Mr. Domenici's Non-Apology

Saturday, April 26, 2008

WHEN YOU'RE caught doing or saying something inappropriate, you can acknowledge your error and apologize. Or you can issue the modified limited hangout apology, saying that you are sorry if anyone was offended, if your actions caused pain, etc. Unfortunately, Sen. Pete V. Domenici (R-N.M.) chose the latter route in response to the determination by his peers -- the Senate ethics committee -- that some of his actions "created an appearance of impropriety that reflected unfavorably on the

Senate."

The ethics panel examined Mr. Domenici's October 2006 phone call to the U.S. attorney whose appointment he had recommended,

David C. Iglesias. It was the month before a hotly contested election involving Mr. Domenici's protégé, Rep. Heather A. Wilson (R-N.M.). Mr. Domenici, calling Mr. Iglesias at home, wanted to know about the timing of a grand jury investigation that touched on New Mexico Democrats and that had become an issue in Ms. Wilson's race. Mr. Domenici wanted to know whether an indictment would be handed up before the election; when Mr. Iglesias said no, the senator responded, according to Mr. Iglesias, "I am very sorry to hear that," and hung up. Mr. Iglesias was among eight U.S attorneys fired two months later.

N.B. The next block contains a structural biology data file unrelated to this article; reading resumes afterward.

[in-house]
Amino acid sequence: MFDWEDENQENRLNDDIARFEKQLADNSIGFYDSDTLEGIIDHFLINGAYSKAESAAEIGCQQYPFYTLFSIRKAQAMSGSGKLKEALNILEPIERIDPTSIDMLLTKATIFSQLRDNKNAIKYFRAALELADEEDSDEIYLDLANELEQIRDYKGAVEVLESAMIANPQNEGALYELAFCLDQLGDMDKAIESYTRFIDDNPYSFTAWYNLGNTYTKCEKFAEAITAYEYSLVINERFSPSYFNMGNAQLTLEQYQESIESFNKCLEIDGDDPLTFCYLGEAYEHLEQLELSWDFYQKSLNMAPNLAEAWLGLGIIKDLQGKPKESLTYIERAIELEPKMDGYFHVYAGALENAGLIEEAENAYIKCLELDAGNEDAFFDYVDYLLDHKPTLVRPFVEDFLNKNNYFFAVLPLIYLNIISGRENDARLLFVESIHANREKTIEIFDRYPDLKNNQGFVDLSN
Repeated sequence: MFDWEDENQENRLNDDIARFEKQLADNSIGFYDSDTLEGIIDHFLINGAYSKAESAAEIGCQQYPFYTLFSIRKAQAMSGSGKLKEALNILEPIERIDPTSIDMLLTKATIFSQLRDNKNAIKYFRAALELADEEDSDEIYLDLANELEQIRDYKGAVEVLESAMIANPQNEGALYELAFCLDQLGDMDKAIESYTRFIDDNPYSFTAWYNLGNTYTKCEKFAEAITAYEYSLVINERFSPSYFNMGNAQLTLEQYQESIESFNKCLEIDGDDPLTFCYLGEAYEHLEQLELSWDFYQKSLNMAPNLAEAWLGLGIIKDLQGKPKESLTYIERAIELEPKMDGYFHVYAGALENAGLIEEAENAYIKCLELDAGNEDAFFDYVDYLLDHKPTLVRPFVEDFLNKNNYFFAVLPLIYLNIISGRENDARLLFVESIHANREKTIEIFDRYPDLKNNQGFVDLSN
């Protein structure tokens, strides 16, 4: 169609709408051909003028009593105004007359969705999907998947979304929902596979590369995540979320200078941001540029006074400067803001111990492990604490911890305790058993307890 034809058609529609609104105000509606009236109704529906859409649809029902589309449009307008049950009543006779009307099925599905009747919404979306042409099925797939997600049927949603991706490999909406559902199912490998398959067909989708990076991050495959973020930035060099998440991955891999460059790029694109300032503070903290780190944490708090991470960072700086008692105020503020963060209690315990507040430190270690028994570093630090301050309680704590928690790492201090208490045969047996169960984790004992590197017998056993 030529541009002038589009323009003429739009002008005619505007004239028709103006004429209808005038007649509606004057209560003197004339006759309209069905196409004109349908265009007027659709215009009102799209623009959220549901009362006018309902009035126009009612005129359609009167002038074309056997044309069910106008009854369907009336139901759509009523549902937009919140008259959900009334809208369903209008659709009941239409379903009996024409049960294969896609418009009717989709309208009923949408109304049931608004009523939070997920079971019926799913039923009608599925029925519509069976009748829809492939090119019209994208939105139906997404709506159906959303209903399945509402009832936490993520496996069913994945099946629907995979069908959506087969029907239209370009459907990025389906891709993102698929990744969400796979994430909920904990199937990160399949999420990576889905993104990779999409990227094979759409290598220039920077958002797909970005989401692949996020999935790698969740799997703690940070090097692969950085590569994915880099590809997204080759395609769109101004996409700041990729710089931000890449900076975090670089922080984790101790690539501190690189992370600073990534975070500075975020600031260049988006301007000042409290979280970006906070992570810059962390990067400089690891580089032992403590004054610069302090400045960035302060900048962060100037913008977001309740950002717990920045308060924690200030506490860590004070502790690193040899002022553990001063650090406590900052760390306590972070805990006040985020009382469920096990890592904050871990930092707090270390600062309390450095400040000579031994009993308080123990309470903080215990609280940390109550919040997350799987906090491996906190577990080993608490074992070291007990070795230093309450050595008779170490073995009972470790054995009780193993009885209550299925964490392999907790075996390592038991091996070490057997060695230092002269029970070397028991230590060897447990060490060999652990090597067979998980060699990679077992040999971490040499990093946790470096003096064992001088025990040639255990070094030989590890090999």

The ethics panel, in a letter signed by its three Democrats and three Republicans, found "no substantial evidence to determine that you attempted to improperly influence an ongoing investigation." However, the panel concluded, "you should have known that a federal prosecutor receiving such a telephone call, coupled with an approaching election which may have turned on or been influenced by the prosecutor's actions in the corruption matter, created an appearance of impropriety. . . ."

Although the panel said it appreciated the senator's "candor" in saying last year that he regretted making the call, Mr. Domenici's statement Thursday was devoid of any acknowledgment that he had overstepped. Indeed, it seemed to go out of its way to explain the limited nature of his previous apology. "I regret the distraction this controversy has caused my colleagues, my staff, my family and, most importantly, my constituents," the statement said. Mr. Domenici suffers from health problems and is retiring at the end of this Congress after a distinguished Senate career. It's too bad he will depart on this unbecoming note.


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